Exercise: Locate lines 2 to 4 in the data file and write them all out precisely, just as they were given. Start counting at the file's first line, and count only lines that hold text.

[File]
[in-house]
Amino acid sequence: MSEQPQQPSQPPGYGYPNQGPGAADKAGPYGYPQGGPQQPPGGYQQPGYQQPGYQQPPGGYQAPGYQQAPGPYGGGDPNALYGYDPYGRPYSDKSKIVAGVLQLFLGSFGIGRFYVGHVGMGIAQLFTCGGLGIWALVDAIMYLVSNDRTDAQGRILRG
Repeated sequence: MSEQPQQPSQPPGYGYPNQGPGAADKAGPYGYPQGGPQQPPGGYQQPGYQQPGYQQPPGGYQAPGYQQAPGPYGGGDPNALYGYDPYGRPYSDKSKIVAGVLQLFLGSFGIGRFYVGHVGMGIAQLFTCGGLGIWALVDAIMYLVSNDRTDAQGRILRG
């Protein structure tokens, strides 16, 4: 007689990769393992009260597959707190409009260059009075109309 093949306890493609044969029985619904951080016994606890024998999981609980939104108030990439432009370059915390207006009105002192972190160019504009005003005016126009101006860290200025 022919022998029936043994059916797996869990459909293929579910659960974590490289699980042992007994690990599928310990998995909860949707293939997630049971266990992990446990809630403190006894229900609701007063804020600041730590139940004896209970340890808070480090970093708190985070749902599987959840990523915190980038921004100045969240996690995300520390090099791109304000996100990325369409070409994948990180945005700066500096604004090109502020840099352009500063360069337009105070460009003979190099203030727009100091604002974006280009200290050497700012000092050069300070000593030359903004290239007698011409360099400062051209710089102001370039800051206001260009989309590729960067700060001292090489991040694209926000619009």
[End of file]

Amino acid sequence: MSEQPQQPSQPPGYGYPNQGPGAADKAGPYGYPQGGPQQPPGGYQQPGYQQPGYQQPPGGYQAPGYQQAPGPYGGGDPNALYGYDPYGRPYSDKSKIVAGVLQLFLGSFGIGRFYVGHVGMGIAQLFTCGGLGIWALVDAIMYLVSNDRTDAQGRILRG
Repeated sequence: MSEQPQQPSQPPGYGYPNQGPGAADKAGPYGYPQGGPQQPPGGYQQPGYQQPGYQQPPGGYQAPGYQQAPGPYGGGDPNALYGYDPYGRPYSDKSKIVAGVLQLFLGSFGIGRFYVGHVGMGIAQLFTCGGLGIWALVDAIMYLVSNDRTDAQGRILRG
């Protein structure tokens, strides 16, 4: 007689990769393992009260597959707190409009260059009075109309 093949306890493609044969029985619904951080016994606890024998999981609980939104108030990439432009370059915390207006009105002192972190160019504009005003005016126009101006860290200025 022919022998029936043994059916797996869990459909293929579910659960974590490289699980042992007994690990599928310990998995909860949707293939997630049971266990992990446990809630403190006894229900609701007063804020600041730590139940004896209970340890808070480090970093708190985070749902599987959840990523915190980038921004100045969240996690995300520390090099791109304000996100990325369409070409994948990180945005700066500096604004090109502020840099352009500063360069337009105070460009003979190099203030727009100091604002974006280009200290050497700012000092050069300070000593030359903004290239007698011409360099400062051209710089102001370039800051206001260009989309590729960067700060001292090489991040694209926000619009």